From the award-winning writer-director of "Personal Velocity "comes a startling drama about the nature of family and the meaning of ideals
In his first role since "Gangs of New York," Daniel Day-Lewis plays Jack Slavin, an engineer who over thirty years ago walked away from the mainstream to live out a more deliberate life. But the island commune he began in hopes of a better future has long since imploded and he is now its final resident. Jack's only other companion is his 16-year-old daughter Rose (Camilla Belle), whom he has deliberately sheltered from the outside world. Now, beset by terminal illness, encroaching developers, and Rose's emerging womanhood, Jack faces troubling questions about the days ahead. In an attempt to provide his daughter with the kind of family she's never known, Jack invites Kathleen (Catherine Keener), the woman he's been secretly seeing on the mainland, and her sons to live with them. But rather than comforted, Rose feels betrayed and lashes out with a willful and deliberate retribution that places her innocence on the battlefield and Kathleen's safety in danger. His carefully constructed world flung out of control, Jack finds himself trapped between two headstrong women and forced to take action. With "The Ballad of Jack and Rose," award-winning filmmaker Rebecca Miller has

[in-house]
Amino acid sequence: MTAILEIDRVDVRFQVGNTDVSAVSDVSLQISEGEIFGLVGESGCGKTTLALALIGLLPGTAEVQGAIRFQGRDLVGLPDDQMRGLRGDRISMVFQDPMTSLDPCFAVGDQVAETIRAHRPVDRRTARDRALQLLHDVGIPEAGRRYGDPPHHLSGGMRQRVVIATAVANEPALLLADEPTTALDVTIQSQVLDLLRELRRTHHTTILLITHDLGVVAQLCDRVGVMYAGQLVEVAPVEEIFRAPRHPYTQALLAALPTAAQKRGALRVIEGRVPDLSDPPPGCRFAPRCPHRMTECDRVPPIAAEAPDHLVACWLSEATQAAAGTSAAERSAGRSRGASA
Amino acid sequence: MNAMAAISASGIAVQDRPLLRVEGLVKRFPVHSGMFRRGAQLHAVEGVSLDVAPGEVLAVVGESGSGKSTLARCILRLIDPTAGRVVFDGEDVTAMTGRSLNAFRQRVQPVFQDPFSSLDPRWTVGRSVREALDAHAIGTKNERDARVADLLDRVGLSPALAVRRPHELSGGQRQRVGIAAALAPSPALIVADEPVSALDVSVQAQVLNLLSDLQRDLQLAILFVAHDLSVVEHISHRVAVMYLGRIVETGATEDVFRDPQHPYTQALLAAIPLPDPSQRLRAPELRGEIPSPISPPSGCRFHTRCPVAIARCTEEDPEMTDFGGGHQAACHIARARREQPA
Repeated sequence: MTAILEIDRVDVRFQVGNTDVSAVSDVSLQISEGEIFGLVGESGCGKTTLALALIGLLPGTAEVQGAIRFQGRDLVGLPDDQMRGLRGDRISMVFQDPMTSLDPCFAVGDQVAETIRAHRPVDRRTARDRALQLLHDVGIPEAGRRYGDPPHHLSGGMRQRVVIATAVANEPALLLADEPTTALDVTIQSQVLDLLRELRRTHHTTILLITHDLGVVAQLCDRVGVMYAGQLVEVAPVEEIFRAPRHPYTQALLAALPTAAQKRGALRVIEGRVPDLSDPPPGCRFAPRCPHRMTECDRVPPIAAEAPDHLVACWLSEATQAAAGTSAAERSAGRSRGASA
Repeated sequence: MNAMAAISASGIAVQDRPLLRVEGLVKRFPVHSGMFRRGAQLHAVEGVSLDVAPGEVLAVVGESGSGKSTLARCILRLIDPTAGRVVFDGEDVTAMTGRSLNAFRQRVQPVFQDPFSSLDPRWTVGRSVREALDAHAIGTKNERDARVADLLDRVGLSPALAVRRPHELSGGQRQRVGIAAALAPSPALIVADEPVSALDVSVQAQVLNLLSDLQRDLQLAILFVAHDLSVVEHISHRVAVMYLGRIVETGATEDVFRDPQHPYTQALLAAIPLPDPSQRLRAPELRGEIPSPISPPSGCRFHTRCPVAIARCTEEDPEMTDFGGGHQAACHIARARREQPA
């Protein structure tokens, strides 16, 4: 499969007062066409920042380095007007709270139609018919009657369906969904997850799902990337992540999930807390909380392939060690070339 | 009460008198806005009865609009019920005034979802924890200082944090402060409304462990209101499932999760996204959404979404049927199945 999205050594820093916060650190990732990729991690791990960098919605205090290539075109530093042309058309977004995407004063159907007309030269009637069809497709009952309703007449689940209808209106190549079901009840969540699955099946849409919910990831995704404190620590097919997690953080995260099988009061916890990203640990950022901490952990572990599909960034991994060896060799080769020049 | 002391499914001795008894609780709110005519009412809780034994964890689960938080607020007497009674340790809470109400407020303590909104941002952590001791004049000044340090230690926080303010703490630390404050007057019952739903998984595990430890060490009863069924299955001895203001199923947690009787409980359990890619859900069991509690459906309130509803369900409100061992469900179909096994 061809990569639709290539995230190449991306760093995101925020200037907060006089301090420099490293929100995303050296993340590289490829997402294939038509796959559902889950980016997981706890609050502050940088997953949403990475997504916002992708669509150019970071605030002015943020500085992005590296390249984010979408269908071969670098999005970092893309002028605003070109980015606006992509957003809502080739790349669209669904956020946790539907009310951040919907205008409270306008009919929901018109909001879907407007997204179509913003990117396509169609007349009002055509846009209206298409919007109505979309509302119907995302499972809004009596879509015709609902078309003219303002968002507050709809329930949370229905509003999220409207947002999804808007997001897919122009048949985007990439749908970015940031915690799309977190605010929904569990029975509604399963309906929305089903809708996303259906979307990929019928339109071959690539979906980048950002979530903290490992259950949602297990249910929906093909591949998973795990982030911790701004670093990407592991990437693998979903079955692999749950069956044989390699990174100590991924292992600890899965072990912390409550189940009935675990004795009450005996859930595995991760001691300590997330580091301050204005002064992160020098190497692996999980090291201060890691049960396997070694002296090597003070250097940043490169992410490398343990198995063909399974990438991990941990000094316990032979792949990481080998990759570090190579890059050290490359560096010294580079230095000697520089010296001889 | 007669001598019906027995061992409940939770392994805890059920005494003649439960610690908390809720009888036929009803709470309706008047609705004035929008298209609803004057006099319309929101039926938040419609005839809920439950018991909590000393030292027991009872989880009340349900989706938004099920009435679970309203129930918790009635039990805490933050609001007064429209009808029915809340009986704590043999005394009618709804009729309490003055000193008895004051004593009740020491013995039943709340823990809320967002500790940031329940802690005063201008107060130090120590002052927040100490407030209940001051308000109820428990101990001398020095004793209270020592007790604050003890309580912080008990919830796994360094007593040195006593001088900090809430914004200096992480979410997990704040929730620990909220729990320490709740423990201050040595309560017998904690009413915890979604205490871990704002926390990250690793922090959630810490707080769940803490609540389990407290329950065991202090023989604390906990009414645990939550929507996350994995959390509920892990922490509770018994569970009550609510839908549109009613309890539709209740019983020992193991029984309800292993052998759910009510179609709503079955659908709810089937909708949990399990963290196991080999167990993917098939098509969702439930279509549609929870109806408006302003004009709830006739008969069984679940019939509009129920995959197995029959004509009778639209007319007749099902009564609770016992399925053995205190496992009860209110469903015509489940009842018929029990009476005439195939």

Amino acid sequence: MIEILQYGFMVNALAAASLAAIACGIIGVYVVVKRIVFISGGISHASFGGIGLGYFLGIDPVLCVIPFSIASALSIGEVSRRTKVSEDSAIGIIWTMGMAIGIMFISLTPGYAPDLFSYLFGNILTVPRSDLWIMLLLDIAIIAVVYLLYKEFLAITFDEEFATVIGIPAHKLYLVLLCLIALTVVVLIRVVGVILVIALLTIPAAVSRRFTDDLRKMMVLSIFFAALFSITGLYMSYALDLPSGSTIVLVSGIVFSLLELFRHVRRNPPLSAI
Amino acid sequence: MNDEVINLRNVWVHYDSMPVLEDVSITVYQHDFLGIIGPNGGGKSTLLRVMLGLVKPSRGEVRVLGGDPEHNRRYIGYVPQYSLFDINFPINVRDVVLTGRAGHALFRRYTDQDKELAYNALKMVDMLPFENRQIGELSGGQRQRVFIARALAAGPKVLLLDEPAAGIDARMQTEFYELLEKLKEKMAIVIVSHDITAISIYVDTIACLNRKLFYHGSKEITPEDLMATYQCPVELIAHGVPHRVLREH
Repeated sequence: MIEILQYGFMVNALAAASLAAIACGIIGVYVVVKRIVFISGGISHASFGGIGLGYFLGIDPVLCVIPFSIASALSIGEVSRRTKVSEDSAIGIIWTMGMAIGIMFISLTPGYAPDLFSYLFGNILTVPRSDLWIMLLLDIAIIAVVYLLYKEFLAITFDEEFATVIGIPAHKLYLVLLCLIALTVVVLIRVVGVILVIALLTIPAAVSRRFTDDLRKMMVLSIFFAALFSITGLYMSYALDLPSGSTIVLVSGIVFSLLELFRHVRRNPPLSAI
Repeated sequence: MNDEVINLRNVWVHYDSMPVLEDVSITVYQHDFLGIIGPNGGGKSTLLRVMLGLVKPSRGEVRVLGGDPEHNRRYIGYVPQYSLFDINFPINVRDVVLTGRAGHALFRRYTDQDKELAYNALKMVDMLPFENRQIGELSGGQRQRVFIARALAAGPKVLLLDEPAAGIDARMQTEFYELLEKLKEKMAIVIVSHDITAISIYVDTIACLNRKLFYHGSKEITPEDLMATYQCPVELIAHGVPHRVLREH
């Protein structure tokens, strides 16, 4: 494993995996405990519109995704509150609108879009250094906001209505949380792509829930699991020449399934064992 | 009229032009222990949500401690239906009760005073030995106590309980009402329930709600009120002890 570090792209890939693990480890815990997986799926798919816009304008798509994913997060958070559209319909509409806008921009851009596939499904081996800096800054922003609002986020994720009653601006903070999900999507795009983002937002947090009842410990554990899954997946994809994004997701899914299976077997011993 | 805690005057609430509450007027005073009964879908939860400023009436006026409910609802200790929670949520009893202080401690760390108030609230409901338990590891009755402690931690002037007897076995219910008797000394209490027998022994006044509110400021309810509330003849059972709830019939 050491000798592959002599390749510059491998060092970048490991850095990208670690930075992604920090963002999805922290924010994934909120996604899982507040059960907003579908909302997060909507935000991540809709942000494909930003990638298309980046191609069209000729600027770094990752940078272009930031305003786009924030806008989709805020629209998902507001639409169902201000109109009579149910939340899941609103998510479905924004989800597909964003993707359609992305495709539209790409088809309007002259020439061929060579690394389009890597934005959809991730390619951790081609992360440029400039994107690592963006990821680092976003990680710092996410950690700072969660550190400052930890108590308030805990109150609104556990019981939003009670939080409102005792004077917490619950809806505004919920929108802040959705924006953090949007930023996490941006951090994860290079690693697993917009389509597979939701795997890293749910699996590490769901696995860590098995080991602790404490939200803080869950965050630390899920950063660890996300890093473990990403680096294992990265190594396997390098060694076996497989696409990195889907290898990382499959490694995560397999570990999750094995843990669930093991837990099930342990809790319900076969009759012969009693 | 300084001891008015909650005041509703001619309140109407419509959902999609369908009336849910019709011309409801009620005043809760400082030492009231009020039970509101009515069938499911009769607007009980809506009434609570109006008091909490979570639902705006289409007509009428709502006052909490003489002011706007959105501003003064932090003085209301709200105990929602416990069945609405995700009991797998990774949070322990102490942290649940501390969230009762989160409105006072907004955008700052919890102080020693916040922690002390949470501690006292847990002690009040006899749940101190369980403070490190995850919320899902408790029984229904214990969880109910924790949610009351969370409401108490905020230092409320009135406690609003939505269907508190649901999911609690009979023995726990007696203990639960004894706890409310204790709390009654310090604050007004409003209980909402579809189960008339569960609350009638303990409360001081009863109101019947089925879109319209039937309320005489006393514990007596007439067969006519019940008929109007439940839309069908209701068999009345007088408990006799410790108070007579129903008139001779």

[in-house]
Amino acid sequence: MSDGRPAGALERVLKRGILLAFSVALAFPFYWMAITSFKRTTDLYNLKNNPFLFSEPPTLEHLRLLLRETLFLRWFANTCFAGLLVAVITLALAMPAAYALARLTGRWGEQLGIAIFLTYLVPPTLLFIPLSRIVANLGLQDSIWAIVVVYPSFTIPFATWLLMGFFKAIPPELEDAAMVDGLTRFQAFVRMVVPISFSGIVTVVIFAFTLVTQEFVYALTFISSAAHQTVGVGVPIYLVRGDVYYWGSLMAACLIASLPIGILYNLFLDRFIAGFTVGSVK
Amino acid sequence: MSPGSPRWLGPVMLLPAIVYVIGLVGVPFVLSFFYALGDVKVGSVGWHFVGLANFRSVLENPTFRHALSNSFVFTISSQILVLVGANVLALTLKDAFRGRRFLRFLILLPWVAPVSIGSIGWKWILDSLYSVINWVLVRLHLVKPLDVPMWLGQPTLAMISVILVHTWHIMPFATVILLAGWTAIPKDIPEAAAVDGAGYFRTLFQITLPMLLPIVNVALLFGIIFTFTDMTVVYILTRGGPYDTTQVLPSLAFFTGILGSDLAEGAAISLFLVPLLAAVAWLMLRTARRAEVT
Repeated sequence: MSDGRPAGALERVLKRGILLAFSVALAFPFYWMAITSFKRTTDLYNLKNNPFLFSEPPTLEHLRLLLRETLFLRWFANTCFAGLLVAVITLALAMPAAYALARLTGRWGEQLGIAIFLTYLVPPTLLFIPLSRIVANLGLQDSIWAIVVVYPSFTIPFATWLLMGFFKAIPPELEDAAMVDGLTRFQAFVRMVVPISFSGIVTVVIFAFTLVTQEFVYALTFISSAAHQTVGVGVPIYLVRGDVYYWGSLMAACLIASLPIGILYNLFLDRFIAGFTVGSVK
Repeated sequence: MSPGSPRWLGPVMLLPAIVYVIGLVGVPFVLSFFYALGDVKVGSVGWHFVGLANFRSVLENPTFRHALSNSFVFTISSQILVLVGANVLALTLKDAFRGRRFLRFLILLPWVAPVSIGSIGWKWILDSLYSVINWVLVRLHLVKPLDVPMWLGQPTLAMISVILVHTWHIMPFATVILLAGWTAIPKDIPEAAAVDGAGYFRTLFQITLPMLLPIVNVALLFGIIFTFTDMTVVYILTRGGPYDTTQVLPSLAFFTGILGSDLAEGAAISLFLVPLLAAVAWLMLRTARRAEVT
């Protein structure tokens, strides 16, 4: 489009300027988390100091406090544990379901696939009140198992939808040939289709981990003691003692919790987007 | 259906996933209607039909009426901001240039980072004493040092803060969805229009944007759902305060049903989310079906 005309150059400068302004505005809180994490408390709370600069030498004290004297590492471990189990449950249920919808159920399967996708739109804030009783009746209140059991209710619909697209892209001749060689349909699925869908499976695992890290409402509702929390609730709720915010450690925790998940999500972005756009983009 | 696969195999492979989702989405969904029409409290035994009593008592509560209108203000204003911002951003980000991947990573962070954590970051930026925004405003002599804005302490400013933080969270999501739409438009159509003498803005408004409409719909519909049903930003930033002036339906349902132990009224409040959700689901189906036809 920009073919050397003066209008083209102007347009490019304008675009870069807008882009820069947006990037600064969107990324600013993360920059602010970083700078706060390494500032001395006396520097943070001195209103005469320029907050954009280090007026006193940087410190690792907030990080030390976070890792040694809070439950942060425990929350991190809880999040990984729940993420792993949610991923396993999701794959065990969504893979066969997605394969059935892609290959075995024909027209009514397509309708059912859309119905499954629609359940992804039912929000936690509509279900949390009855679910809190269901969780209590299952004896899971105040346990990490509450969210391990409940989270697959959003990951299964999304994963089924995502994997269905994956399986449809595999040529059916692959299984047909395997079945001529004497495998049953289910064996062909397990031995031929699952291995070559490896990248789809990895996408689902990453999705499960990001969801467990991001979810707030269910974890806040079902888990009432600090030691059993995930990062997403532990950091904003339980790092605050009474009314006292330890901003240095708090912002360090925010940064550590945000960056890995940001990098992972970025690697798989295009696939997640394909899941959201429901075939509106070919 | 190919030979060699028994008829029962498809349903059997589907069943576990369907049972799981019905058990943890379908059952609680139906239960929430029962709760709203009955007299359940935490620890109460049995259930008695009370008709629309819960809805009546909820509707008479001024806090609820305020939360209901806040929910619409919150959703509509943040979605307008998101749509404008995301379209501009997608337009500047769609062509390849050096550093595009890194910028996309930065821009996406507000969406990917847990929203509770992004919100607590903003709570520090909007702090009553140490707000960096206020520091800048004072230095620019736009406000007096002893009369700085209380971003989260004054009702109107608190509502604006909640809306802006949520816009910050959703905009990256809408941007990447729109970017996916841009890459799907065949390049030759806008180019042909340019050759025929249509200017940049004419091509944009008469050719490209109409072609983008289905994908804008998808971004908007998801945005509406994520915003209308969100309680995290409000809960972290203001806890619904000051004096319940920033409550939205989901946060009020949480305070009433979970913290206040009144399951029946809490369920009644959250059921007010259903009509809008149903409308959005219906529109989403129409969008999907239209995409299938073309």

created a powerful and poetic third feature about a man who has cut himself off from a society that refuses to live up to his standards, and a young girl's sudden coming-of-age.